The researchers plumbed the depths of the WorldVeg Genebank tomato collection for S. galapagense, S. pimpinellifolium, S. cheesmanii, and S. lycopersicum var. cerasiforme accessions. More than 350 accessions from the United States Department of Agriculture (USDA) collection were also evaluated. The breeders were able to identify seven accessions of S. galapagense, and one accession each of S. pimpinellifolium, S. cheesmanii, and S. lycopersicum var. cerasiforme with high levels of insect resistance. In 2016, 2500 F2 (second generation) plants derived from crosses between cultivated tomato and a wild relative, S. galapagense were evaluated for trichomes types and density.  From this group, Rakha and Hanson selected 200 candidates with different densities of type IV trichomes and used marker-assisted selection to choose those that also had known disease resistance genes (Ty-3, Ty- 2 [Tomato leaf curl virus disease]; Bwr-12 [Bacterial wilt]; I2 [Fusarium wilt]; and Mi-1 [nematode resistance]).

The 30 F2 plants that met the trichome/disease resistance gene requirement were put to the test: all were exposed to whiteflies in a “no-choice” assay (whiteflies are forced to feed from only one type of plant, which they either attack or ignore). Five plants showed strong resistance to whitefly, which were backcrossed to susceptible tomato lines.

Plants are crossed, or bred, to develop new lines with the good characteristics of the parents. The plants produced are then backcrossed, or bred to one of the parent plants, to help fix a particular trait. It can take many generations of backcrossing and years of work to achieve a breeding goal.

One of the five tomato specimens planted out in the field as a first generation backcross produced a remarkable result. “It had especially large fruit size,” said Dr. Rakha. “This is more than 10 times the size of normal S. galapagense fruit.” The fruits from the new backcross are about the size of a tennis ball.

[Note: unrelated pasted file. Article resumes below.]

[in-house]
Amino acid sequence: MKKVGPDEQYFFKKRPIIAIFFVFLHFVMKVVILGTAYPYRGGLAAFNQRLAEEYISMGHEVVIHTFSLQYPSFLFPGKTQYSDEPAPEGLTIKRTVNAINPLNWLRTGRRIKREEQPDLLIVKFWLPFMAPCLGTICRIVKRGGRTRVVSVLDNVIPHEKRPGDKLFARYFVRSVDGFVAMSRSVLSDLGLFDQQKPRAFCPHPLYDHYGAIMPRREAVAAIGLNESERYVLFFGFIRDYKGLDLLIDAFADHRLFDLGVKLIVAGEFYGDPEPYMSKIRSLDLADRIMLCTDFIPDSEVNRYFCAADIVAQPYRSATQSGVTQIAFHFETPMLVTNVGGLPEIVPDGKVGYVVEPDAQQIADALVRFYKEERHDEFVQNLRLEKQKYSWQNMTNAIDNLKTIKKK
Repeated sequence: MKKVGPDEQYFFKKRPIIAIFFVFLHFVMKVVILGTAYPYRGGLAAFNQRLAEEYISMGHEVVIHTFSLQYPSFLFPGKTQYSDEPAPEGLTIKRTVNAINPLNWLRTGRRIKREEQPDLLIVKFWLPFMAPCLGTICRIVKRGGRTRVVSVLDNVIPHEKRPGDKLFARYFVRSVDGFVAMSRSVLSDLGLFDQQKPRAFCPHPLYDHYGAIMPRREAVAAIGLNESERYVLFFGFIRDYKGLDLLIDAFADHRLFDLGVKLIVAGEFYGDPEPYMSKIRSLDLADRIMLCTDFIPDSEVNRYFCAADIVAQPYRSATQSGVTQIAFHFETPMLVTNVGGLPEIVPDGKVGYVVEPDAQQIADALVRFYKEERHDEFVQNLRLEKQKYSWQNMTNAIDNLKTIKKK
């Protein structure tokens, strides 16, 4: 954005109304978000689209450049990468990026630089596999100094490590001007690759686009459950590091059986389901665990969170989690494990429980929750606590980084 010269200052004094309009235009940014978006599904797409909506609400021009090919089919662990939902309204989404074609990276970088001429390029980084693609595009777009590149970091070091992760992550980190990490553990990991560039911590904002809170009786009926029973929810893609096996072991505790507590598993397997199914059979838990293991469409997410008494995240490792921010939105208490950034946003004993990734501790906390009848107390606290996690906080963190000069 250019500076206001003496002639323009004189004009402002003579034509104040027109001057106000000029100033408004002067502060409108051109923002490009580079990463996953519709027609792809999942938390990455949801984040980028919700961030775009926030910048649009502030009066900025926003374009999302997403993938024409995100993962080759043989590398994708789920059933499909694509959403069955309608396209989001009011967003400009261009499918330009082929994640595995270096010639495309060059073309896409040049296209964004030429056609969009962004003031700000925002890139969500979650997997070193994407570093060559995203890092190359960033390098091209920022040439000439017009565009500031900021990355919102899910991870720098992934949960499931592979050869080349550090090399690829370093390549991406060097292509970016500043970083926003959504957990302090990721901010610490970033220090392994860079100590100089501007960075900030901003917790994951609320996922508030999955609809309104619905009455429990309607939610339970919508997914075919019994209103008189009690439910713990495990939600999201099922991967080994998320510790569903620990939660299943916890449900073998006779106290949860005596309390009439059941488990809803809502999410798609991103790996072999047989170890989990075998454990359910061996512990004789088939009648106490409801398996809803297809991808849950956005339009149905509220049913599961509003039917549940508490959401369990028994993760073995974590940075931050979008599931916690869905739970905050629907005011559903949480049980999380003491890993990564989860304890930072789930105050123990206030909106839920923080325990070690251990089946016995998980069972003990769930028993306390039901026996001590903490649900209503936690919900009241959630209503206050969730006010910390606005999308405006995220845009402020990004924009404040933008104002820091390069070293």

That’s big news—really big. It means this good-sized tomato with pest and disease resistance can be developed faster, and its traits bred into other tomato lines, so that tomato growers can produce a globally popular vegetable crop without intensive pesticide use.

“Our next step is to backcross the line with other lines that have demonstrated resistance to leaf curl, bacterial wilt, and nematodes,” said Dr. Hanson. Leaf curl—the yellowing, crumpling and upward curling of leaves—is the most destructive disease of tomato, and it can be found in tropical and subtropical regions. It is caused by Begomoviruses. Leaf curl stunts plant growth; flowers usually will not develop and those that do simply drop off. Fruit production is significantly reduced.

Hanson and Rakha are also crossing cultivated tomato to S. pimpinellifolium (closest wild tomato relative) and S. lycopersicum var. cerasiforme (cherry tomato). “S. lycopersicum var. cerasiforme is the ‘gateway’ to cultivated tomato,” said Dr. Rakha. “The close genetic relationship with cultivated types means it may be possible to develop an insect-resistant cherry tomato.” To that end, he has screened 1700 third-generation plants and selected 350 to develop a fourth generation for further review. Cherry tomatoes are growing in popularity as new varieties are introduced.

The World Vegetable Center’s tomato breeding program is one of the few programs worldwide working with wild relatives S. galapagense, S. pimpinellifolium, and S. lycopersicum var. cerasiforme. Other notable research programs investigating wild tomato relatives include studies at the University of Florida (Dr. Rakha’s alma mater) on S. habrochaites and Cornell’s research on S. pennellii.

It’s my dream to find insect resistance in cultivated tomato,” Dr. Rakha said. “It would help so many farmers, especially smallholders in Africa and Asia. Really, it would be a great thing for farmers and consumers everywhere.”


Story and photos: Maureen Mecozzi


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The pest-resistant plant produced fruit the approximate size of a tennis ball.

Mohamed Rakha is ready to make more crosses with this promising tomato plant.

Trichomes or hairs on the stem trap insects. Some types of trichomes secrete compounds that repel pests.